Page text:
‘A human experiment’: Texas pandemic-era jury trials challenged by health risks and a growing backlog of cases

Travis County Judge Nicholas Chu prepared in August for the nation’s first virtual criminal trial in a traffic case.                    Credit: Steve Miller/Texas Office of Court Administration
Travis County Judge Nicholas Chu prepared in August for the nation’s first virtual criminal trial in a traffic case. Credit: Steve Miller/Texas Office of Court Administration

BRYAN — It had been a month since his criminal trial began, but Teron Pratt was still awaiting judgment when he walked into a Central Texas courtroom last fall in gray slacks, a matching button-down shirt and a brown face mask.

A weekslong trial for car burglary is far from typical, but these were abnormal times — as evidenced by the blue X’s taped onto half of the jury box chairs, and bottles of hand sanitizer and Clorox wipes scattered throughout the courtroom.

Pratt, 46 and homeless, had been in the Brazos County jail for more than a year and a half, suspected of stealing from two trucks after numerous burglary convictions. His trial, originally slated for March 16, was delayed for months as the deadly coronavirus swept through the state and prompted the closures of restaurants, stores and, notably, courts.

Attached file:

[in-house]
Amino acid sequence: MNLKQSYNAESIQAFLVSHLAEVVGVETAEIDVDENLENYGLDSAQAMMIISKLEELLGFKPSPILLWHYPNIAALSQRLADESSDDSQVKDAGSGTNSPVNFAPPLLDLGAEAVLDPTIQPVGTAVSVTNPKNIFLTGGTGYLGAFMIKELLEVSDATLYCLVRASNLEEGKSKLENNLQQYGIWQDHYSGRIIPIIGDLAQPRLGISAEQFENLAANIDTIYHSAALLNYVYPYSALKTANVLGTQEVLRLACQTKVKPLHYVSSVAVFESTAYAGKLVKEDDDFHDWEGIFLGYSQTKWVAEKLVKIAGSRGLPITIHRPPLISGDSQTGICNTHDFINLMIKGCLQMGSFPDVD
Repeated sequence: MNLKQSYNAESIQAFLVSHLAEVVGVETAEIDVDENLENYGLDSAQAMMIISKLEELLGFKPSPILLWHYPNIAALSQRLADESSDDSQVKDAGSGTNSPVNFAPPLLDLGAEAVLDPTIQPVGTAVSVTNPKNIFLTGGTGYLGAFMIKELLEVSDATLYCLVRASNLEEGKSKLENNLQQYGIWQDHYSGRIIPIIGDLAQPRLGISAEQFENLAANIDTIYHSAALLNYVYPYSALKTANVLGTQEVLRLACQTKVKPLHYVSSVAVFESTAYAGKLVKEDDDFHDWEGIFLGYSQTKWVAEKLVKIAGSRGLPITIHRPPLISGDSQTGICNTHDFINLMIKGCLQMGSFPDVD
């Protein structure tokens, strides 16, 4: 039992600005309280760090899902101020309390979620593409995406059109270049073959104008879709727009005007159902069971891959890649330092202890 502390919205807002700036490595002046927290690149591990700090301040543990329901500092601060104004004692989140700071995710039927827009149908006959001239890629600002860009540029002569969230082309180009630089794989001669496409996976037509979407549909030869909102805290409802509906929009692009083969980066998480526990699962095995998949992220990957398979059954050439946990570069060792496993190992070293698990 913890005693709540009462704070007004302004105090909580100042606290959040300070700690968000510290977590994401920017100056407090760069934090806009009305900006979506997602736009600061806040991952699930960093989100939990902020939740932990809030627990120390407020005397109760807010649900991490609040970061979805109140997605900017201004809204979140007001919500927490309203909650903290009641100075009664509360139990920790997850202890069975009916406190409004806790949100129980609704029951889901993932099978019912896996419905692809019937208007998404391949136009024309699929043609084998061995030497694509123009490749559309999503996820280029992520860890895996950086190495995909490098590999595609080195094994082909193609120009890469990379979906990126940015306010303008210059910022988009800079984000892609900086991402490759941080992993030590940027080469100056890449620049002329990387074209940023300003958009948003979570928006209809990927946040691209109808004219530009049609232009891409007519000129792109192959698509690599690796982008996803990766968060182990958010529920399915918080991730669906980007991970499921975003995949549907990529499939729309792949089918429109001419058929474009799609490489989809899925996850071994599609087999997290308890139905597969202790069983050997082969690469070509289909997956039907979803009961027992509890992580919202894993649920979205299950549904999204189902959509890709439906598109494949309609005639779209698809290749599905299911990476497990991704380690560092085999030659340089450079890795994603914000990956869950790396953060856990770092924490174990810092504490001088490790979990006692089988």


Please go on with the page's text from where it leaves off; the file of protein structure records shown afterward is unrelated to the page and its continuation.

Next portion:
In 2019, about 186 Texas jury trials were held in civil and criminal cases in an average week, according to the state Office of Court Administration. From March until June of 2020, that number went to zero. The backlog of cases, which has continued to grow, will likely take the state years to overcome.

“The court system in Texas has responded really well in everything except jury trials,” David Slayton, administrative director of the state’s court administration office, said in September. “It’s not really possible or feasible to have a lot of people in a room.”

Last summer, several counties began experimenting with ways to hold in-person jury trials under the supervision of the state. Among those counties was Brazos, which scheduled two in-person criminal jury trials for defendants who had long been incarcerated. In mid-August, jail employees drove Pratt and another man about a mile and a half to the courthouse to stand trial.

At first, everything went as planned.

The jurors had been chosen earlier from a group of about 50 in a nearly 8,000-square-foot room at the county’s convention center. Those who said they weren’t comfortable being in court because of the pandemic had been dismissed.